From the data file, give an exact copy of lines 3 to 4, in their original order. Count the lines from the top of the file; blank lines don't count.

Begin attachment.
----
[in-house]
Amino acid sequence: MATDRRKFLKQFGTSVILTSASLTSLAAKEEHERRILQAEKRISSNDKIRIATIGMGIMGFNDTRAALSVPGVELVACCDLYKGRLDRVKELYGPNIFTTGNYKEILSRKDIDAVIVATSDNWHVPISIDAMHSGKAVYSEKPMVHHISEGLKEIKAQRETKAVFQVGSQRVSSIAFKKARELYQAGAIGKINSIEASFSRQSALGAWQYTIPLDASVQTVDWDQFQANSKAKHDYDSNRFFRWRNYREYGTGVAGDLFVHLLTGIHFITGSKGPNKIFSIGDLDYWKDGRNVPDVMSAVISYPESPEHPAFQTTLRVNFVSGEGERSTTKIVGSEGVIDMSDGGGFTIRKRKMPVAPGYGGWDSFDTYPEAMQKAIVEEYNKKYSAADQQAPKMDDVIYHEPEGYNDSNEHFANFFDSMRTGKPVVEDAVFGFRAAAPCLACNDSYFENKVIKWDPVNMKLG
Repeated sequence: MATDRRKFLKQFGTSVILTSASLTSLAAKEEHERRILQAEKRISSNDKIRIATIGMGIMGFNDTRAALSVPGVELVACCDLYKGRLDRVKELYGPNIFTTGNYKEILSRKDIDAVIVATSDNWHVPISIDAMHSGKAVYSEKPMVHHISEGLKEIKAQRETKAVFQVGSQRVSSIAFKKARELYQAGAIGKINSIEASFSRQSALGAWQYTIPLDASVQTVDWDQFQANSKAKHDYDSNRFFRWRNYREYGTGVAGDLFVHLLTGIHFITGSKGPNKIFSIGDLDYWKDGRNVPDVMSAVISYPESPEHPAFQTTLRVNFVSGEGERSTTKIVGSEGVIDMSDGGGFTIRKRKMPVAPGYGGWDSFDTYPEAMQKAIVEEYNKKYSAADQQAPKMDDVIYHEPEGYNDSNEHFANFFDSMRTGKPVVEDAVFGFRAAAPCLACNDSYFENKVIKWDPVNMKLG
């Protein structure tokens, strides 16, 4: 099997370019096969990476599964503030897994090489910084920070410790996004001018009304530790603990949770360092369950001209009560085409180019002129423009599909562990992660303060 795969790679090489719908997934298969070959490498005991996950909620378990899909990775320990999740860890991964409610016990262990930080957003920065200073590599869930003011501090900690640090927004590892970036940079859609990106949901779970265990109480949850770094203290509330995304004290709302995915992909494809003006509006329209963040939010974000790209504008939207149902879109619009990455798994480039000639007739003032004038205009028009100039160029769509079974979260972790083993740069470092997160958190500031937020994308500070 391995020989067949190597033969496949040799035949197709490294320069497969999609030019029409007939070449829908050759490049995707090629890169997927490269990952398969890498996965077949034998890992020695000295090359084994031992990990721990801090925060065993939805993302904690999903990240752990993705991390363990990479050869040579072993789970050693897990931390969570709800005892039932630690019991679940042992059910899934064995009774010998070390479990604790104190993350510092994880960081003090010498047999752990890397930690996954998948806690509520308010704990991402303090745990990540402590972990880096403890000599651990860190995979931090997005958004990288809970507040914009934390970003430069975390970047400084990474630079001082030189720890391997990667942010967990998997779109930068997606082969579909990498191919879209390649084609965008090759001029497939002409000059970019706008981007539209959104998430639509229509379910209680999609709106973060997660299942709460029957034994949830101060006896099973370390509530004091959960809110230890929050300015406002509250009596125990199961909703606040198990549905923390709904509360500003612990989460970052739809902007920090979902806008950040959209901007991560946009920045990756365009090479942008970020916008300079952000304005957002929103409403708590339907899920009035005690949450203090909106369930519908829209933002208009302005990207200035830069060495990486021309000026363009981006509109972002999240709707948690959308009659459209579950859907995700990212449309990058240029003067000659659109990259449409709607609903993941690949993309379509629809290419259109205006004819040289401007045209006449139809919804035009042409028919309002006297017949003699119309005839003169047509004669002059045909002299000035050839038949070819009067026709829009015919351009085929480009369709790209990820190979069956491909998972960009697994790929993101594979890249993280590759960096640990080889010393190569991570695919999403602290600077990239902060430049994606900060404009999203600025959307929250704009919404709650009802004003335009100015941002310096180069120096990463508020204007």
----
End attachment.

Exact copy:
Repeated sequence: MATDRRKFLKQFGTSVILTSASLTSLAAKEEHERRILQAEKRISSNDKIRIATIGMGIMGFNDTRAALSVPGVELVACCDLYKGRLDRVKELYGPNIFTTGNYKEILSRKDIDAVIVATSDNWHVPISIDAMHSGKAVYSEKPMVHHISEGLKEIKAQRETKAVFQVGSQRVSSIAFKKARELYQAGAIGKINSIEASFSRQSALGAWQYTIPLDASVQTVDWDQFQANSKAKHDYDSNRFFRWRNYREYGTGVAGDLFVHLLTGIHFITGSKGPNKIFSIGDLDYWKDGRNVPDVMSAVISYPESPEHPAFQTTLRVNFVSGEGERSTTKIVGSEGVIDMSDGGGFTIRKRKMPVAPGYGGWDSFDTYPEAMQKAIVEEYNKKYSAADQQAPKMDDVIYHEPEGYNDSNEHFANFFDSMRTGKPVVEDAVFGFRAAAPCLACNDSYFENKVIKWDPVNMKLG
């Protein structure tokens, strides 16, 4: 099997370019096969990476599964503030897994090489910084920070410790996004001018009304530790603990949770360092369950001209009560085409180019002129423009599909562990992660303060 795969790679090489719908997934298969070959490498005991996950909620378990899909990775320990999740860890991964409610016990262990930080957003920065200073590599869930003011501090900690640090927004590892970036940079859609990106949901779970265990109480949850770094203290509330995304004290709302995915992909494809003006509006329209963040939010974000790209504008939207149902879109619009990455798994480039000639007739003032004038205009028009100039160029769509079974979260972790083993740069470092997160958190500031937020994308500070 391995020989067949190597033969496949040799035949197709490294320069497969999609030019029409007939070449829908050759490049995707090629890169997927490269990952398969890498996965077949034998890992020695000295090359084994031992990990721990801090925060065993939805993302904690999903990240752990993705991390363990990479050869040579072993789970050693897990931390969570709800005892039932630690019991679940042992059910899934064995009774010998070390479990604790104190993350510092994880960081003090010498047999752990890397930690996954998948806690509520308010704990991402303090745990990540402590972990880096403890000599651990860190995979931090997005958004990288809970507040914009934390970003430069975390970047400084990474630079001082030189720890391997990667942010967990998997779109930068997606082969579909990498191919879209390649084609965008090759001029497939002409000059970019706008981007539209959104998430639509229509379910209680999609709106973060997660299942709460029957034994949830101060006896099973370390509530004091959960809110230890929050300015406002509250009596125990199961909703606040198990549905923390709904509360500003612990989460970052739809902007920090979902806008950040959209901007991560946009920045990756365009090479942008970020916008300079952000304005957002929103409403708590339907899920009035005690949450203090909106369930519908829209933002208009302005990207200035830069060495990486021309000026363009981006509109972002999240709707948690959308009659459209579950859907995700990212449309990058240029003067000659659109990259449409709607609903993941690949993309379509629809290419259109205006004819040289401007045209006449139809919804035009042409028919309002006297017949003699119309005839003169047509004669002059045909002299000035050839038949070819009067026709829009015919351009085929480009369709790209990820190979069956491909998972960009697994790929993101594979890249993280590759960096640990080889010393190569991570695919999403602290600077990239902060430049994606900060404009999203600025959307929250704009919404709650009802004003335009100015941002310096180069120096990463508020204007």